It’s that time of the year. Time for major investments in flashcards, increased coffee consumption, and constant professor office hour visits. Students are on the prowl for nice study spots and BU has a lot of options with open space.
Tips for selecting your study spots: try to stay away for the most common study spaces available such as Mugar Library and the Student Villages. Granted that the view of Boston is exceptional, the Student Villages offer extraordinary views of this Commonwealth. However, it is COMmon knowledge that congested congregations make it hard to study individually due to volume levels and the rarity of finding comfortable sitting. Here are five calm and effective study places for final exam preparation.
5. Mugar Library
Mugar Library is a very feasible place to study if you arrive early. The library’s convenience to the George Sherman Union makes small snack and lunch breaks likely. Claiming a cubby or small group table can get a bit iffy though! Be sure to select your spot before the huge influx of students pour in.
4.Shelton 9th and 1st floor areas
In contrast to StuVi’s, the 9th floor of Shelton is less clustered. The riverside view of Cambridge is phenomenal. No other way to watch the sunset and sunrise while reviewing notes.
3. Boston Public Library
Enjoy the reading room on the second floor of the Boston Public Library. Be sure to collect your thoughts and take a look at the massive open room with huge dome ceilings that share similarities to a museum.
2. Trident Bookstore
Located near Newbury Comics, Trident provides great vibes that assist in thought recollection and help tone down test anxiety. Be sure to keep an open ear out for samples of song bites from around the world.
1. Law Annex
Certainly forgotten around campus, the Law Annex has tons of lengthy tables equipped with outlets. This factor plays a crucial role in study selection. If you want to be completely isolated from others around campus this is your place!
There is no denying it—the three weeks that follow Thanksgiving are always the busiest and most stressful of the semester. This is the time to meet deadlines for papers and projects before reading week and final exams arrive. For me, this is not only my busiest semester ever, but my busiest post-Thanksgiving/December. I believe the essentials to powering through the rest of the semester are to stake out a few go-to study spots (mine are definitely 26th Floor of StuVi II and SMG Starbucks), squeeze in FitRec time and to find the perfect music for studying and writing papers.
Here is a list of my favorite songs that will serve as my soundtrack to upcoming study sessions:
“The Calm” by Drake
“Angels” by The xx
“Blue in Green” by Miles Davis
“Wild Horses” by The Rolling Stones
“Pink Matter” by Frank Ocean and Andre 3000
“Wait” by M83
“Lay, Lady, Lay” by Bob Dylan
“Climbing Up The Walls (Zero 7 Mix)” by Radiohead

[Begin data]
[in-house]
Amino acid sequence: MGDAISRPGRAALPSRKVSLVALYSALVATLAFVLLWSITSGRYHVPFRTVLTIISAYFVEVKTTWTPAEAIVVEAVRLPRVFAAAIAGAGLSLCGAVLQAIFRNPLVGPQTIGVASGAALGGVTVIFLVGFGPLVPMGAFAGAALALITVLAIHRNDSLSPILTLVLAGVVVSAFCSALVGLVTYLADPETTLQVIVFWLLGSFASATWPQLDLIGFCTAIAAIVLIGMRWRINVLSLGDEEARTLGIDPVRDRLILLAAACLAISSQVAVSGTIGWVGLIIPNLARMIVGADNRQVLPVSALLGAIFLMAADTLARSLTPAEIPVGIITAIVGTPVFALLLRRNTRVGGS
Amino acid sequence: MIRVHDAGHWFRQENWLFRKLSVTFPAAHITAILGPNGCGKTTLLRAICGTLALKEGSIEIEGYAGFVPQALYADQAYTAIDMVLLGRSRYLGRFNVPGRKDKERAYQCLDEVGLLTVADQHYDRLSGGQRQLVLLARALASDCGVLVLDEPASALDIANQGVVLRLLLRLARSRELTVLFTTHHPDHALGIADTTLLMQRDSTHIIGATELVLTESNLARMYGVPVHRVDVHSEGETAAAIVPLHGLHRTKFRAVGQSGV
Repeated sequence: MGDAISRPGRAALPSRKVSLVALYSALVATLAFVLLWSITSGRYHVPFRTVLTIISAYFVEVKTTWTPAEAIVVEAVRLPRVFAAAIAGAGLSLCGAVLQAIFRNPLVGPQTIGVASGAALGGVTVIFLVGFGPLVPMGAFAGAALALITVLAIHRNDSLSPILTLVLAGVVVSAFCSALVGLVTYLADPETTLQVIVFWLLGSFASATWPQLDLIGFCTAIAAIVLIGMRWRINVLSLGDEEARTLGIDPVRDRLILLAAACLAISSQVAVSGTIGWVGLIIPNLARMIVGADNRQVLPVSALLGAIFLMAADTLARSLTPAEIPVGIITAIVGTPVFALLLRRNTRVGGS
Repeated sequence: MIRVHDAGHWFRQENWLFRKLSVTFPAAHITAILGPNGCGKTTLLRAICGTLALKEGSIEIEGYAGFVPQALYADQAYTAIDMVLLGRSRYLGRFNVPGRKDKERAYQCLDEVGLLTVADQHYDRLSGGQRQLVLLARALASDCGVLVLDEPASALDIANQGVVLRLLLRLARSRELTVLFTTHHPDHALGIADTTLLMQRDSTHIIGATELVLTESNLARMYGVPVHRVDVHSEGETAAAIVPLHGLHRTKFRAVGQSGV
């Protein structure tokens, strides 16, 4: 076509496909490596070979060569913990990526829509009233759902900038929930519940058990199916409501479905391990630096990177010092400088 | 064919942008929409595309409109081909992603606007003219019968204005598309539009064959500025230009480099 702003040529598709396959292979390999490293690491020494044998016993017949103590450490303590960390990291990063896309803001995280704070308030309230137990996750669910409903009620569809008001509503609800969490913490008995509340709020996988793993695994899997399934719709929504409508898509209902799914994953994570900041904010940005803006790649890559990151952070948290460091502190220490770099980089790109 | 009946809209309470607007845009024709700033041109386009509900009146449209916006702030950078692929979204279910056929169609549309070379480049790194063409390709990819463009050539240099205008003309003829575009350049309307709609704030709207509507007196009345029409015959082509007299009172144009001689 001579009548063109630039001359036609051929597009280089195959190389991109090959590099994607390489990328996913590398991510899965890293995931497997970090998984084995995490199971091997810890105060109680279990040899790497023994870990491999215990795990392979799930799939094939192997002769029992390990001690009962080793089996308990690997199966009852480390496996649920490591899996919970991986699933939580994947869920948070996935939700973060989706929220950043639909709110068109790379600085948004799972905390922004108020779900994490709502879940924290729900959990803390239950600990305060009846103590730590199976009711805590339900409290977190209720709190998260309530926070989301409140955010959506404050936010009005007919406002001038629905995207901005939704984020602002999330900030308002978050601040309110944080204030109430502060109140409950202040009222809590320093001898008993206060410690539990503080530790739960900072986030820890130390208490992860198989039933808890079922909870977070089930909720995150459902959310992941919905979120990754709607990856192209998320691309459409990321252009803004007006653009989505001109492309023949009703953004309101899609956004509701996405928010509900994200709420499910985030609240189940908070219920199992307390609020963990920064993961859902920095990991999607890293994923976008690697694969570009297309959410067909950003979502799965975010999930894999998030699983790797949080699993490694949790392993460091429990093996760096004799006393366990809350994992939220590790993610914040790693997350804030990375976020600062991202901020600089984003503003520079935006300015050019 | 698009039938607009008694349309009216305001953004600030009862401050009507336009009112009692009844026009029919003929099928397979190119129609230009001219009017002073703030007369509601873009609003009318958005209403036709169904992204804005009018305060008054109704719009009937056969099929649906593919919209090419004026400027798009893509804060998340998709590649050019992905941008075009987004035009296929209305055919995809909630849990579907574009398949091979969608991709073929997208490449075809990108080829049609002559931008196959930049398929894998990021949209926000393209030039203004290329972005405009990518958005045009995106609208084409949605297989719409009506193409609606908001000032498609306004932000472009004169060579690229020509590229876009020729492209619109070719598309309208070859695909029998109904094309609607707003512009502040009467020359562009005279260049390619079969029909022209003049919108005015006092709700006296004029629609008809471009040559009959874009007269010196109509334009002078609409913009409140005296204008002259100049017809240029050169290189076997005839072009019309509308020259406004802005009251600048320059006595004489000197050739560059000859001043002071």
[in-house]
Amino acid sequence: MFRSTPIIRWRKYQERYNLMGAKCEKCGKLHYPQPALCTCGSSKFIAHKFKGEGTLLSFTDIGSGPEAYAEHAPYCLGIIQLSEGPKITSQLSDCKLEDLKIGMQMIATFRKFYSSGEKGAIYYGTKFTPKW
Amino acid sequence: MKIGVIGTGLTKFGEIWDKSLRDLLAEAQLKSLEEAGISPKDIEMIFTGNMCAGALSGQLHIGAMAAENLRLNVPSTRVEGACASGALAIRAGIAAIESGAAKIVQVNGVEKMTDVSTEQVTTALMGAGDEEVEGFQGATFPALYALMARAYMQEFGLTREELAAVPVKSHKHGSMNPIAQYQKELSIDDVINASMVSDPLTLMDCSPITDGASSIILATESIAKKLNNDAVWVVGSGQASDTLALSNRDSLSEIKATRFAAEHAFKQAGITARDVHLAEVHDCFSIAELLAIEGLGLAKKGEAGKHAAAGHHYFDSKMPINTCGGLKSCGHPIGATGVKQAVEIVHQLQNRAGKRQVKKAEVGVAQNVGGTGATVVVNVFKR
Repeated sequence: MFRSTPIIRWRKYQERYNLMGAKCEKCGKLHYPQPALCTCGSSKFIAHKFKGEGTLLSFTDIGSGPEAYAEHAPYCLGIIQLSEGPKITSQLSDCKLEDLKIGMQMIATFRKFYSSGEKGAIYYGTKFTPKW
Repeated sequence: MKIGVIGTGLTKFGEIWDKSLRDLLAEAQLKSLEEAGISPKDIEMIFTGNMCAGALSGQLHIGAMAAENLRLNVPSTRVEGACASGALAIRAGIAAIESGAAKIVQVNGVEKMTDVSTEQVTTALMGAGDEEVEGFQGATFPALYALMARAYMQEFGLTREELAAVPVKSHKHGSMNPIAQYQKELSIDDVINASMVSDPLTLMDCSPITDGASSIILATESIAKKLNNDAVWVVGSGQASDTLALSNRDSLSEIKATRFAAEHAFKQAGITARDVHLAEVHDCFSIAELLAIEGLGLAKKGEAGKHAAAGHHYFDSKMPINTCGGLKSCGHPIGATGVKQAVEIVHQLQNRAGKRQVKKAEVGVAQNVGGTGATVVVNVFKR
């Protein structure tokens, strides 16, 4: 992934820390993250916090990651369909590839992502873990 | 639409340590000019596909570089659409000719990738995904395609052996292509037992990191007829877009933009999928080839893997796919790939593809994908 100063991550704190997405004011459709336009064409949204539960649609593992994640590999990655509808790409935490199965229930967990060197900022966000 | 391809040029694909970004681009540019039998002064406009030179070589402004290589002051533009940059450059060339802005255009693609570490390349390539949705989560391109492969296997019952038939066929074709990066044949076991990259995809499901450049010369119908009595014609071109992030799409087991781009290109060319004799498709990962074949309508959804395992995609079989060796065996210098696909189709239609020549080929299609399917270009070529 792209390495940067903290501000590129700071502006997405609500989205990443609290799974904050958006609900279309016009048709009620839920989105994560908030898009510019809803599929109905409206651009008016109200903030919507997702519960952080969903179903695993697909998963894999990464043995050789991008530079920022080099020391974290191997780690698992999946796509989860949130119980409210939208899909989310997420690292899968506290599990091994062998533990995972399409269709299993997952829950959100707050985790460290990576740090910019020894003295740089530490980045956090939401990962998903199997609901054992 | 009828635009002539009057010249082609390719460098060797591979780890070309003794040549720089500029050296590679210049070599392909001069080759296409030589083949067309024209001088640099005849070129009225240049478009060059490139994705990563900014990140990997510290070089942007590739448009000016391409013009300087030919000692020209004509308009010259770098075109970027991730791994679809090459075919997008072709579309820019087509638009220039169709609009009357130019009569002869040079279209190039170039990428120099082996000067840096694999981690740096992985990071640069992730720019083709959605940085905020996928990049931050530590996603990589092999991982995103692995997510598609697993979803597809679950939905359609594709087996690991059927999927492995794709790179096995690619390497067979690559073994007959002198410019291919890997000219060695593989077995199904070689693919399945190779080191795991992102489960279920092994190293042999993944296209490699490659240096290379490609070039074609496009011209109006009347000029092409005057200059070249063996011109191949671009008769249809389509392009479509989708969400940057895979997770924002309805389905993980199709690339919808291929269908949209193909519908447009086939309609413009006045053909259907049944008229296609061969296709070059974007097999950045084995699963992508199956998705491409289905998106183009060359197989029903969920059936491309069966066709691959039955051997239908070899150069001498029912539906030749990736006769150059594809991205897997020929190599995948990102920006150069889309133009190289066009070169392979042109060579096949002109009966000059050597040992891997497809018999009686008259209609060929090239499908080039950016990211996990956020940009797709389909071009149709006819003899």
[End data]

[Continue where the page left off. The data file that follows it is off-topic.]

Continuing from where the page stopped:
“Jesus Doesn’t Want Me For a Sunbeam” by Nirvana (MTV Unplugged in New York)
“Your Hand in Mine” by Explosions in The Sky
I don’t know about you guys, but it’s getting to be that time of year again for me. Midterms. When all those times spent procrastinating on Tumblr and Netflix and barely skimming long, dense readings come back to haunt you. Well, here are some pro-tips for getting through the battle.
1. Take breaks.
Believe me, nothing productive will come from a 15-hour cram session. Your brain needs to relax. Focus on what you need to do but when you start to read the same sentence eight times and the room gets blurry, it’s time to stop. Walk around, stretch your legs, get something to eat. Smoothies help me concentrate and they always perk me back up when I’m starting to lose focus.
2. Know your study pattern.
My notes always look like Office Depot threw up on them. Everything is color-coded by highlighters and sharpie pens with the appropriate post-its where I jot down questions I have while studying. It helps me stay organized and during exams, I can visualize my notebook and remember the answer. That’s how I work. Everyone learns differently, so my point here is find your routine. Establish your study method and stick to it. It doesn’t matter what it is as long as it works.
3. Plan ahead.
This one is the hardest one for me because my schedule tends to be packed to the minute. But I know that if I make little sacrifices and set guidelines for what to study, I’ll be much better off. Usually about a week or so before an exam, I’ll take a look at the syllabus and see what’s going to be on it. Then I just divide it up into sections and study a little bit everyday, leaving the day before the exam as a review. This keeps me from not getting stressed and if I have any questions, I have plenty of time to stop by my professor’s office hours and ask.
4. Find your study buddy.
One of the first things I do when I walk into a class for the first time is look for someone I know or make friends. It’s always helpful to know at least one person in each class to compare notes with, quiz each other, and just talk about the material. When you’re really struggling to understand something, simply having a conversation about it with someone else and speaking in layman’s terms can help put you on the right track. Two heads are better than one!
That said, it’s back to the Mugar Marathon for me! Good luck everyone!